ABSTRACT

A cement bond log (CBL) plays an important role when evaluating the quality of cement behind casing and determining well integrity, which in turn helps to ensure zonal isolation and wellbore protection. Logging-while-drilling (LWD) sonic tools provide an economical solution for locating the top of cement and determining the cement bond index, particularly for highly deviated wells due to the ease of conveyance. In general, LWD tools can make time-lapse measurements and save rig time and cost by eliminating separate wireline runs. However, LWD sonic measurements are often contaminated by the tool-borne wave mode and road noise, resulting in biased casing wave amplitude and attenuation estimates. Using these biased measurements directly can yield an unreliable bond index (BI), particularly for zones where the tool-borne waves are significantly stronger than casing arrivals. These challenges can be overcome as demonstrated in a field data example with both free casing and well-bonded zones.

The paper describes a quantitative cement evaluation method developed using LWD monopole data. The method uses the characteristics of LWD sonic tools—the tool waves have an intrinsic stop band in excitation, and the tool mode speed is slower than the casing wave.

During the first step of the process, band-pass filters are developed and applied to extract casing waves in the intrinsic stop band of the tool mode. The waveforms of a single-shot data recorded by different receivers are then stacked to a reference receiver with different weights to further suppress the tool-borne wave arrivals and increase the signal-to-noise ratio (SNR) of the desired signals. The weights are calculated according to the speed differences between the casing and tool waves. The remaining tool waves after the array processing are predicted by multi-shot data, including both a free-casing zone and a well-bonded zone. A simplified tool-casing wave model is developed and applied to describe and predict the interference phenomenon between the casing arrival and the tool arrival. The tool wave signals are calculated from the well-bonded data by subtracting the casing wave predictions calculated from the free-casing data with modeling predictions. The true casing wave amplitude is estimated from the filtered waveforms and calibrated by subtracting the tool wave predictions. A BI log is then calculated from the calibrated casing wave amplitude.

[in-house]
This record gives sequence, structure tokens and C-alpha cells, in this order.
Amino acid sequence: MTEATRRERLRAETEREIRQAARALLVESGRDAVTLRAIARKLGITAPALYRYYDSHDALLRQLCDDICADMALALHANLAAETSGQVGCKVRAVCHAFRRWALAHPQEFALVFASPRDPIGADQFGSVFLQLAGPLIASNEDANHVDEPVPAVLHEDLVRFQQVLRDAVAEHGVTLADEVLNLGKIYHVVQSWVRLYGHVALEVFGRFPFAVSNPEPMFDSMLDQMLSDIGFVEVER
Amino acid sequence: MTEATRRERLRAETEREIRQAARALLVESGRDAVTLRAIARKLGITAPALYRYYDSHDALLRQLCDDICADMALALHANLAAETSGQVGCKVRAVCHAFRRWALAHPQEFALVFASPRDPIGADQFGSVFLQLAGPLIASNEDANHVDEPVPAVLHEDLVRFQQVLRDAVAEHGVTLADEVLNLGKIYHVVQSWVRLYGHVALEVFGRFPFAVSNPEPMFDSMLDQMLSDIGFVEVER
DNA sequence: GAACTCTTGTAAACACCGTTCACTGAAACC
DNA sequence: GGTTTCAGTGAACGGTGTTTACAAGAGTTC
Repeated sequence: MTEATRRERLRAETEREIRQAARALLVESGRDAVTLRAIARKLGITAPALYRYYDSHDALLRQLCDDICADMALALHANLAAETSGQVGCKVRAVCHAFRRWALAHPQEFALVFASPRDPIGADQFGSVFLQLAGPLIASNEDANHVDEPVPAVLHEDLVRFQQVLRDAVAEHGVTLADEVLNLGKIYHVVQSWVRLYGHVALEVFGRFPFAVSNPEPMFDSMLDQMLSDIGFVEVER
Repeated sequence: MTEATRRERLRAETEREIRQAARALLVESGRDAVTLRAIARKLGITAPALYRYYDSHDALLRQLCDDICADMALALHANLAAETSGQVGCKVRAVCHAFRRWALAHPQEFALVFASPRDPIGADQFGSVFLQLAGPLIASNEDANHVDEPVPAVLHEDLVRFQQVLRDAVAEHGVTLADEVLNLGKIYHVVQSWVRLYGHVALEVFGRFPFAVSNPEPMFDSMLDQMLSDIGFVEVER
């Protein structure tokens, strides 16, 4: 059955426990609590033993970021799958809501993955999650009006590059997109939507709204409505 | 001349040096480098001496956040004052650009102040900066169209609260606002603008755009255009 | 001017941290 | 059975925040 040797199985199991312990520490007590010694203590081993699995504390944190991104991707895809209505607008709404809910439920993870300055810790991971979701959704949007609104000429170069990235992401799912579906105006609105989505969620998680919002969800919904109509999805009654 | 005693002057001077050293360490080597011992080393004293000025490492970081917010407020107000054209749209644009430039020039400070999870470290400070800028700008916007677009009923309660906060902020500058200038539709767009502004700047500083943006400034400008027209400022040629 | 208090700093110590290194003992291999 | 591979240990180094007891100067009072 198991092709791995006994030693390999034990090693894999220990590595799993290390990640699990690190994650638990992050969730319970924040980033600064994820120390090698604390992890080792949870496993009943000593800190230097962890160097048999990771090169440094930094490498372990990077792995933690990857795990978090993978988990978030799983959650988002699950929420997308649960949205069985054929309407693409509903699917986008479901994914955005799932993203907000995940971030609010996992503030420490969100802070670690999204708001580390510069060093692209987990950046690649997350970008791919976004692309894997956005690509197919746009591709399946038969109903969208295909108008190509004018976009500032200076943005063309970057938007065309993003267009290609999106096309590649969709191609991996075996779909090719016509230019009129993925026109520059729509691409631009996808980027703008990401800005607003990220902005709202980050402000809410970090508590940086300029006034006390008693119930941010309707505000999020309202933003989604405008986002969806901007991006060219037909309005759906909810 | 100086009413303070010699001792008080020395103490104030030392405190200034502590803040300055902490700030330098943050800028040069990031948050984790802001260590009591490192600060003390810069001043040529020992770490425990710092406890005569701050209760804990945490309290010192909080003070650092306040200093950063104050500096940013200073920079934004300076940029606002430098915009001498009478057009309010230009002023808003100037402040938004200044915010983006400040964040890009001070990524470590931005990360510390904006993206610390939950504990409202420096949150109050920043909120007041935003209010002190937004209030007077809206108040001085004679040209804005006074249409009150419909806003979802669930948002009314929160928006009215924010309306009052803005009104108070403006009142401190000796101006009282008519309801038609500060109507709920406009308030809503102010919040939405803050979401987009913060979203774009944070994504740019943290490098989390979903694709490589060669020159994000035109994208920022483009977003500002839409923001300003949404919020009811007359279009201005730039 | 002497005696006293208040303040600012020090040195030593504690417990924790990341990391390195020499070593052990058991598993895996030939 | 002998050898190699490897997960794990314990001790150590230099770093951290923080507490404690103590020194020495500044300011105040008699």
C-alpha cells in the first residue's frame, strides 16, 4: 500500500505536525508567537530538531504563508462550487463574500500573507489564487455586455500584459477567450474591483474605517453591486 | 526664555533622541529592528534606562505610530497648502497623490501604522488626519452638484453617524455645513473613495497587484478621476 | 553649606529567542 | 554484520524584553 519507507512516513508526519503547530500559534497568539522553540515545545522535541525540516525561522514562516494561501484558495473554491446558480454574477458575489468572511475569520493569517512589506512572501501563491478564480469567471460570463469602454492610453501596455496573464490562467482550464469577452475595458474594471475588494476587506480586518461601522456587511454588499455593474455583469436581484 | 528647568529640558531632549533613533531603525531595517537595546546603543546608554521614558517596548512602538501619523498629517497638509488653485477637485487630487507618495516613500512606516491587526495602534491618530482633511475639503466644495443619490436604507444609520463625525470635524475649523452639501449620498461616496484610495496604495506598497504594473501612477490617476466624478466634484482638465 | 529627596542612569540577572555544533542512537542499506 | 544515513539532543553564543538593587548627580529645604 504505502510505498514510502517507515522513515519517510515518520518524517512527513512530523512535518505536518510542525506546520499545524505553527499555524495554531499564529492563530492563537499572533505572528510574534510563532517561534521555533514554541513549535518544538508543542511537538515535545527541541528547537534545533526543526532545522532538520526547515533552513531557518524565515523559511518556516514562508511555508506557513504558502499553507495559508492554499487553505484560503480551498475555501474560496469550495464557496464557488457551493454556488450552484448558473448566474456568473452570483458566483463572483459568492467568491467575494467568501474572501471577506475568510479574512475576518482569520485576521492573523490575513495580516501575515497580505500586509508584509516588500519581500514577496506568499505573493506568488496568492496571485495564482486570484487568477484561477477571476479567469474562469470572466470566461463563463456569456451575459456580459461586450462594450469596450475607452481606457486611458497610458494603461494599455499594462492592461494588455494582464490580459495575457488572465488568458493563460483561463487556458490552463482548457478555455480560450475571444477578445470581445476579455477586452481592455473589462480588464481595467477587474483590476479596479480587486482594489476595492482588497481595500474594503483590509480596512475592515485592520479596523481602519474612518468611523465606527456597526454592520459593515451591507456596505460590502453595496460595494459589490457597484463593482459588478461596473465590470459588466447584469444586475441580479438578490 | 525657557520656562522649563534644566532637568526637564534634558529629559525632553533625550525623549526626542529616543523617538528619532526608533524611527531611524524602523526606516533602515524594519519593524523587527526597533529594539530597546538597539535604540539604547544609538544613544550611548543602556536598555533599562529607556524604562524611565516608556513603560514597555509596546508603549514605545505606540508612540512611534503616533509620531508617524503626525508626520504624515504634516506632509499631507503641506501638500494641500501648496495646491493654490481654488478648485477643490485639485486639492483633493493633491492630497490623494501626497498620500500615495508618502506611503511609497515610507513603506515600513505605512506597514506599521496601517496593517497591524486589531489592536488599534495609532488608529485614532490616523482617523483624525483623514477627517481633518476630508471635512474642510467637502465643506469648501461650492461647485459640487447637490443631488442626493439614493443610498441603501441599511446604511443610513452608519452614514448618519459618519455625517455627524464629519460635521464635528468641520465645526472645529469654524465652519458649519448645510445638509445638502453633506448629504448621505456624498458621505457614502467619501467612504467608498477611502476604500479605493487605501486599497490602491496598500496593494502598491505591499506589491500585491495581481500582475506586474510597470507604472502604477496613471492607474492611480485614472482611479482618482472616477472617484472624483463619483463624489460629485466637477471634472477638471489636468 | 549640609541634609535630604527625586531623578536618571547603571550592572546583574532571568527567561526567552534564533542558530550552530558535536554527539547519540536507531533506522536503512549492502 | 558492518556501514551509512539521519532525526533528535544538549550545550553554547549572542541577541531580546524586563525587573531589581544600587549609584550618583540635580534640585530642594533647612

This new processing technique was applied to a field data example exhibiting both free-casing and well-bonded zones. Both the CBL amplitude in dB and BI log are extracted from the LWD sonic data and compared with BI estimated from a wireline segmented bond tool (SBT). A good match is obtained over the entire log despite the fact that a casing pressure test was conducted between the acquisition of the LWD sonic and wireline data, which might have created micro-annuli detected by the SBT measurements.

The proposed approach promises to be a significant step toward deriving a quantitative CBL from LWD sonic monopole data.

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